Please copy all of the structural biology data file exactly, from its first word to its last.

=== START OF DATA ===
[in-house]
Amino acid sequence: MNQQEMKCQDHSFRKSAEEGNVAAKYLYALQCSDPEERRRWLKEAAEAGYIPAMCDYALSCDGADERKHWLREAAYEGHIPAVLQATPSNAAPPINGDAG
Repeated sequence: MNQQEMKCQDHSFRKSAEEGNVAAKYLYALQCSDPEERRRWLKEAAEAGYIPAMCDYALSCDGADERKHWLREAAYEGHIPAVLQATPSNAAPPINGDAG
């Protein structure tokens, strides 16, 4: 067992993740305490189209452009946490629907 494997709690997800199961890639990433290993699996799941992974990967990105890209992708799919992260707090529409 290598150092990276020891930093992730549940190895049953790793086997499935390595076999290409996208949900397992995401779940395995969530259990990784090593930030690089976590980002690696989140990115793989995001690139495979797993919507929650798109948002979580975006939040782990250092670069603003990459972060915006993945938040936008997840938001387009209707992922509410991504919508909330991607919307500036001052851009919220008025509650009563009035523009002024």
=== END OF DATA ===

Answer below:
[in-house]
Amino acid sequence: MNQQEMKCQDHSFRKSAEEGNVAAKYLYALQCSDPEERRRWLKEAAEAGYIPAMCDYALSCDGADERKHWLREAAYEGHIPAVLQATPSNAAPPINGDAG
Repeated sequence: MNQQEMKCQDHSFRKSAEEGNVAAKYLYALQCSDPEERRRWLKEAAEAGYIPAMCDYALSCDGADERKHWLREAAYEGHIPAVLQATPSNAAPPINGDAG
């Protein structure tokens, strides 16, 4: 067992993740305490189209452009946490629907 494997709690997800199961890639990433290993699996799941992974990967990105890209992708799919992260707090529409 290598150092990276020891930093992730549940190895049953790793086997499935390595076999290409996208949900397992995401779940395995969530259990990784090593930030690089976590980002690696989140990115793989995001690139495979797993919507929650798109948002979580975006939040782990250092670069603003990459972060915006993945938040936008997840938001387009209707992922509410991504919508909330991607919307500036001052851009919220008025509650009563009035523009002024």